A second objection is that such divisive policies wouldn’t work because Americans don’t care about immigration, race preferences, or a flood of low-skilled-and-poor immigrants. It is likely Americans don’t care about the issues only because politicians are wise enough to leave in place the status quo. When in 2007, Congress tried to rush through an amnesty bill without much discussion in Congress or the American people, the public reacted with fury. Since then politicians in both parties have largely avoided the issue like the plague. Obama barely mentioned race preferences both before and during the election. It is obvious why.

Also, there is no obvious reason that the country should continue to approve of the displacement of some demographic groups (for example, those with European ancestry) by others. This displacement occurred and continues to occur as the result of various bills (for example, Ted Kennedy’s 1965 Immigration Bill) that changed traditional U.S. immigration policy. Perhaps this is a good idea, but showing this takes an argument. Calling opponents of the displacement “racist” or “xenophobic” isn’t an argument, merely name-calling. And given that the replacement groups support policies that further socialize the economy and ratchet up taxes, the voting pattern of non-European immigrants should be part of the discussion.

President Obama won the election in a vote that had clear demographic fault lines. Assuming racializing the campaign to draw attention to the fault lines might well have made a difference, it is hard to see why it shouldn’t have been done.

01 November 2012

First Amendment: Campus Free Speech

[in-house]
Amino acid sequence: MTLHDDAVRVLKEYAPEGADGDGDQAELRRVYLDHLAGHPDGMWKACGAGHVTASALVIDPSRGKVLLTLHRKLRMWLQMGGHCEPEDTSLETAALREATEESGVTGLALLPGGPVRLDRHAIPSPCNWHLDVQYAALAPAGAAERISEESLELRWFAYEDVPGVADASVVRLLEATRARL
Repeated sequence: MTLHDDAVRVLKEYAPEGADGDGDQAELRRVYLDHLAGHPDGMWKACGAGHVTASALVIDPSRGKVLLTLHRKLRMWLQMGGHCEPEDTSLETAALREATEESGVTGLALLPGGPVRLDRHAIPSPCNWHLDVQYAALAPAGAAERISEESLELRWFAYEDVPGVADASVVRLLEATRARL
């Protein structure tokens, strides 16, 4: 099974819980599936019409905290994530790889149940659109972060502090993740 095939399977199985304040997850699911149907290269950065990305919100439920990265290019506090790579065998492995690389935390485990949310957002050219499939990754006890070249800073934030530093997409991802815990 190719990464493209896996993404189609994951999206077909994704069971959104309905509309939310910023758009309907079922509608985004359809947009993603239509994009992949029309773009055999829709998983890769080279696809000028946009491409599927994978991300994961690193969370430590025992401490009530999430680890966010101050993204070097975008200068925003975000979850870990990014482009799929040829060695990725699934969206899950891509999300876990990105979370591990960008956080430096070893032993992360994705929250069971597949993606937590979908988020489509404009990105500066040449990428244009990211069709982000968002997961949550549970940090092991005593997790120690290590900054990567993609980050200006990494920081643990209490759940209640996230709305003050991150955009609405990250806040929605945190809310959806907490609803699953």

Stephen Kershnar

Losing Free Speech in Academia
Dunkirk-Fredonia Observer
October 30, 2012

In higher education, state colleges and universities have a troubling tendency to restrict free speech far beyond what the Constitution allows or what is morally right. This is troubling because these institutions are central to the free market of ideas and to people freely shaping their own lives.

The right to free speech is the right that others refrain from interfering with you when you express your ideas. This right is crucial to the marketplace of ideas. The underlying notion here is that just as in a free market of goods, the best goods tend to win out, in a free market of ideas, the best ones tend to win out. Entries into the marketplace need not be intellectual treatises but can also include emotional appeals, art, and parodies.

In On Liberty (1859), philosopher John Stuart Mill argued that there are strong reasons to allow people to present and discuss disfavored views. First, such views are sometimes true or contain true ideas within them. Discussing them can bring out these truths. Second, even when such views are false, discussing them enables people to see why they are false and thereby gain a better understanding of what justifies their own views. On this theory, for example, by freely discussing the pros and cons of difficult issues (for example, Christianity, homosexuality, and promiscuity), people are more likely to have true ideas and to understand the basis for their own beliefs.